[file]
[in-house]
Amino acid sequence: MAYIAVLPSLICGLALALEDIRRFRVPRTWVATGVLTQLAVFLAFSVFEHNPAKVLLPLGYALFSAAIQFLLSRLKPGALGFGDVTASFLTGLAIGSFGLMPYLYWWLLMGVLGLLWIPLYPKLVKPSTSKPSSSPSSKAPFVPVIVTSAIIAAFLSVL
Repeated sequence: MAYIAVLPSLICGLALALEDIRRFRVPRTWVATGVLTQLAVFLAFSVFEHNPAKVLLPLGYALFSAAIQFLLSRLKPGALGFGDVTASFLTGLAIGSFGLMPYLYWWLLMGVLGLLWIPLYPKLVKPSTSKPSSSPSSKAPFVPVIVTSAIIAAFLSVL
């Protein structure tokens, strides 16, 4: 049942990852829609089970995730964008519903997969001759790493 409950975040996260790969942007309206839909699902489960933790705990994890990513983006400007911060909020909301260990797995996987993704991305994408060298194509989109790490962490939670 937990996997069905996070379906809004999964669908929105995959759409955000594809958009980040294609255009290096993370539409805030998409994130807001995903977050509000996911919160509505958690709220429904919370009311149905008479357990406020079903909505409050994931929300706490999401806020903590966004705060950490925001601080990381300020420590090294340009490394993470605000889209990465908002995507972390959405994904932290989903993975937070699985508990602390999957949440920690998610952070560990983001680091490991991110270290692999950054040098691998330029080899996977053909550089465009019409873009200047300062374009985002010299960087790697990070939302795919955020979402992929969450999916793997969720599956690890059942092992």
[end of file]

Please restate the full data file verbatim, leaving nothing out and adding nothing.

[in-house]
Amino acid sequence: MAYIAVLPSLICGLALALEDIRRFRVPRTWVATGVLTQLAVFLAFSVFEHNPAKVLLPLGYALFSAAIQFLLSRLKPGALGFGDVTASFLTGLAIGSFGLMPYLYWWLLMGVLGLLWIPLYPKLVKPSTSKPSSSPSSKAPFVPVIVTSAIIAAFLSVL
Repeated sequence: MAYIAVLPSLICGLALALEDIRRFRVPRTWVATGVLTQLAVFLAFSVFEHNPAKVLLPLGYALFSAAIQFLLSRLKPGALGFGDVTASFLTGLAIGSFGLMPYLYWWLLMGVLGLLWIPLYPKLVKPSTSKPSSSPSSKAPFVPVIVTSAIIAAFLSVL
């Protein structure tokens, strides 16, 4: 049942990852829609089970995730964008519903997969001759790493 409950975040996260790969942007309206839909699902489960933790705990994890990513983006400007911060909020909301260990797995996987993704991305994408060298194509989109790490962490939670 937990996997069905996070379906809004999964669908929105995959759409955000594809958009980040294609255009290096993370539409805030998409994130807001995903977050509000996911919160509505958690709220429904919370009311149905008479357990406020079903909505409050994931929300706490999401806020903590966004705060950490925001601080990381300020420590090294340009490394993470605000889209990465908002995507972390959405994904932290989903993975937070699985508990602390999957949440920690998610952070560990983001680091490991991110270290692999950054040098691998330029080899996977053909550089465009019409873009200047300062374009985002010299960087790697990070939302795919955020979402992929969450999916793997969720599956690890059942092992």